Myles Sanderson, a suspect in the weekend stabbing spree that killed 10 and wounded 19 people across a First Nations community in rural Canada, died from self-inflicted inflected wounds after being arrested on Wednesday, according to officials.An unnamed Canadian official told The Associated Press that Mr Sanderson died after police rammed his car off the road.
The suspect was taken away alive in an ambulance before later succombing to his injuries, Global News reports, citing multiple unnamed law enforcement sources.
The 32-year-old was apprehended around 3.30pm CST on Wednesday near the town of Rosthern, Saskatchewan, according to the Royal Canadian Mounted Police (RCMP).
“The Saskatchewan RCMP would like to thank the public for their dillegence in providing pertinent information about potential sightings of Myles Sanderson,” the police said in a statement.
The suspect was thought to be seen earlier in the day in the Wakaw and Prince Albert areas, with the individual described as driving a white Chevrolet and carrying a knife, according to the Saskatchewan RCMP, who later cancelled an emergency alert related to the spotting.
Unofficial video obtained by the CBC appears to show multiple armed officers in bulletproof vests surrounding a white Chevy truck pulled onto the side of a road.
The arrest brings to a close the massive, four-day manhunt for Sanderson and his brother Damien, who was found dead on Monday from wounds that did not appear to be self-inflicted, police said.
Saskatoon Tribal Council chief Mark Arcand, who lost his sister and nephew in the killings, said the arrests mean the community can begin to recover from its trauma.
"Now people can start to feel safe again but also now is the time for healing to begin," he said in a statement.
“We are broken, but we’re not defeated,” he added at a press conference on Wednesday.
Saskatchewan premier Scott Moe thanked police for their efforts.
“To the men and women in uniform who have worked day and night to track down and arrest this dangerous criminal, thank you,” he said on Wednesday in a statement. “We owe you all a great debt of gratitude.”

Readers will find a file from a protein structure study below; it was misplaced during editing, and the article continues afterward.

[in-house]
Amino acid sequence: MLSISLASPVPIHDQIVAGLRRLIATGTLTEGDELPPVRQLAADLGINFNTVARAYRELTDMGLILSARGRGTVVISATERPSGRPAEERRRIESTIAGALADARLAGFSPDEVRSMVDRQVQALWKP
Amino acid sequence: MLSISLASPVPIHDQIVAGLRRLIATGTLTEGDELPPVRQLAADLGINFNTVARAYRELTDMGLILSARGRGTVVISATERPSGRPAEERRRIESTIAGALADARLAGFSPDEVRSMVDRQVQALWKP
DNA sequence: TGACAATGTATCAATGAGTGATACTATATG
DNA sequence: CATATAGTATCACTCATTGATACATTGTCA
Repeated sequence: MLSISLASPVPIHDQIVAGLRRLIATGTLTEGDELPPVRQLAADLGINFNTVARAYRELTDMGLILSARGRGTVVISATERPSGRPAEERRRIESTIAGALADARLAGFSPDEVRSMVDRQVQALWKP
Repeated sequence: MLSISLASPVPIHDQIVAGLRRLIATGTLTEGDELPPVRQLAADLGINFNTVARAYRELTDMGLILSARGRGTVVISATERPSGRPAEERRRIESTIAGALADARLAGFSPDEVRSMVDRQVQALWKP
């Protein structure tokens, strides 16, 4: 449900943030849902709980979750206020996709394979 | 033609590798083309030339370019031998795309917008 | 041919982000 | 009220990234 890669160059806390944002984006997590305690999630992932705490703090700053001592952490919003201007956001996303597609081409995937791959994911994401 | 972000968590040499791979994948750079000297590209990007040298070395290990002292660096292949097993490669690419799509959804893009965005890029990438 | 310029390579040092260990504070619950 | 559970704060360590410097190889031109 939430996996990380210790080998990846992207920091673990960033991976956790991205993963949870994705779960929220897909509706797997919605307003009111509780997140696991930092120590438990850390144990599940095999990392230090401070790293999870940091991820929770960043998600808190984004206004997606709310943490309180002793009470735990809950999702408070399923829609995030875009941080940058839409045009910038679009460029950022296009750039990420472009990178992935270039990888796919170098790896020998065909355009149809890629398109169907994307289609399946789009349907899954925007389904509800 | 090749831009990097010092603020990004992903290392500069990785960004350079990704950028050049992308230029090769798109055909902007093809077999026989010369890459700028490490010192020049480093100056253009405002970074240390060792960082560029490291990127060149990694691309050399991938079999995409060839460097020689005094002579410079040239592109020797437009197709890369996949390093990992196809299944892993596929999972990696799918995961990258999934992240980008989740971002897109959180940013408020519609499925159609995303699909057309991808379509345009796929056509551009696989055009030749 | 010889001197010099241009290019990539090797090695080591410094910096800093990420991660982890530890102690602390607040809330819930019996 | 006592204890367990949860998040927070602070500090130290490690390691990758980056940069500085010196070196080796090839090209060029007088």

Police are investigating if Sanderson killed his brother.
The 32-year-old is charged with first-degree murder, attempted murder, and breaking and entering.
The stabbing rampage took place across 13 different crime scenes, many of which were located inside the James Smith Cree Nation and the nearby village of Weldon.
The First Nation community has about 3,400 members, with 1,800 members living on its territory.
Those killed in the stabbings, one of the worst mass killings in Canadian history, are as follows: Bonnie Burns, 48; Carol Burns, 46; Earl Burns, 66; Gregory Burns, 28; Lydia Gloria Burns, 61; Thomas Burns, 23; Christian Head, 54; Lana Head, 49; and Robert Sanderson, 49, all of the James Smith Cree Nation; and Wesley Petterson, 78, of Weldon.
The stabbing suspect had a violent history, according to court records.
As an adult, Myles Sanderson had been convicted of 59 different crimes, including assault, assaulting a police officer, and robbery. He had a lifetime weapons ban.
Nonetheless, he was released in February while serving a four-year sentence for kicking an officer in the face who was arresting him on claims of domestic violence in 2018.
Canadian parole board found that Sanderson would “not present an undue risk” to the community.
“The Board is satisfied that your risk is manageable in the community, if you live with your [blacked out] maintain sobriety and employment, and continue with developing supports, including getting therapy,” the board wrote, according to documents obtained by Global News.
The parole board said this week it would review how Sanderson came to be released.
The Sanderson brothers’ mother said she wasn’t sure what led to the violence, but apologised for the harm its caused.
"I want to apologise for my son, my sons," she said in an interview with CBC News. "We don’t know the whole story, but I want to apologise to everybody that was hurt and affected by this terrible situation."